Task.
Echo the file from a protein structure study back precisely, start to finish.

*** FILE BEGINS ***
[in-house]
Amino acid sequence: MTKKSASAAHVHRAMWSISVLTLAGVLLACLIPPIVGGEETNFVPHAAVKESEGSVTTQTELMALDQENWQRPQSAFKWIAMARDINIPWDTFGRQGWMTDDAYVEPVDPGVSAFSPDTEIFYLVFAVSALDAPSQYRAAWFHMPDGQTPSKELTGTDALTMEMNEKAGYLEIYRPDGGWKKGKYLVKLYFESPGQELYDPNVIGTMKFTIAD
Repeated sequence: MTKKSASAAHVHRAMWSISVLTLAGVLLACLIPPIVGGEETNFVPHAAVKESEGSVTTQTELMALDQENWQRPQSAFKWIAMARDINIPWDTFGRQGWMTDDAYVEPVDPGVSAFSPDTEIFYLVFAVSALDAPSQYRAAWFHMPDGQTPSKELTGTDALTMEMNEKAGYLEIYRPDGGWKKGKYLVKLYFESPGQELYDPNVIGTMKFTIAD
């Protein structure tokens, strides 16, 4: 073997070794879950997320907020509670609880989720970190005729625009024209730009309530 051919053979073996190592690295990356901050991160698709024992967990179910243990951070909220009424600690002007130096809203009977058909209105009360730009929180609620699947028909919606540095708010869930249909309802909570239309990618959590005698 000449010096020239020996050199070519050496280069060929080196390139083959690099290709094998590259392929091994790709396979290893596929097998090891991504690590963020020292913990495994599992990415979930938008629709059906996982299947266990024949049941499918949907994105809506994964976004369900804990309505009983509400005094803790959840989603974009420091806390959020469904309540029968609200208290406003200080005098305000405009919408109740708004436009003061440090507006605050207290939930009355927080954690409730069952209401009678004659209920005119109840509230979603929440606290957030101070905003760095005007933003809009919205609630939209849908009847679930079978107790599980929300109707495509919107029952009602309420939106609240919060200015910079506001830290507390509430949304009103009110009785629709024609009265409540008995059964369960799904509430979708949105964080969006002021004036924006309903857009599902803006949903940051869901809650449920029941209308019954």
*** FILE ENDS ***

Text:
[in-house]
Amino acid sequence: MTKKSASAAHVHRAMWSISVLTLAGVLLACLIPPIVGGEETNFVPHAAVKESEGSVTTQTELMALDQENWQRPQSAFKWIAMARDINIPWDTFGRQGWMTDDAYVEPVDPGVSAFSPDTEIFYLVFAVSALDAPSQYRAAWFHMPDGQTPSKELTGTDALTMEMNEKAGYLEIYRPDGGWKKGKYLVKLYFESPGQELYDPNVIGTMKFTIAD
Repeated sequence: MTKKSASAAHVHRAMWSISVLTLAGVLLACLIPPIVGGEETNFVPHAAVKESEGSVTTQTELMALDQENWQRPQSAFKWIAMARDINIPWDTFGRQGWMTDDAYVEPVDPGVSAFSPDTEIFYLVFAVSALDAPSQYRAAWFHMPDGQTPSKELTGTDALTMEMNEKAGYLEIYRPDGGWKKGKYLVKLYFESPGQELYDPNVIGTMKFTIAD
């Protein structure tokens, strides 16, 4: 073997070794879950997320907020509670609880989720970190005729625009024209730009309530 051919053979073996190592690295990356901050991160698709024992967990179910243990951070909220009424600690002007130096809203009977058909209105009360730009929180609620699947028909919606540095708010869930249909309802909570239309990618959590005698 000449010096020239020996050199070519050496280069060929080196390139083959690099290709094998590259392929091994790709396979290893596929097998090891991504690590963020020292913990495994599992990415979930938008629709059906996982299947266990024949049941499918949907994105809506994964976004369900804990309505009983509400005094803790959840989603974009420091806390959020469904309540029968609200208290406003200080005098305000405009919408109740708004436009003061440090507006605050207290939930009355927080954690409730069952209401009678004659209920005119109840509230979603929440606290957030101070905003760095005007933003809009919205609630939209849908009847679930079978107790599980929300109707495509919107029952009602309420939106609240919060200015910079506001830290507390509430949304009103009110009785629709024609009265409540008995059964369960799904509430979708949105964080969006002021004036924006309903857009599902803006949903940051869901809650449920029941209308019954």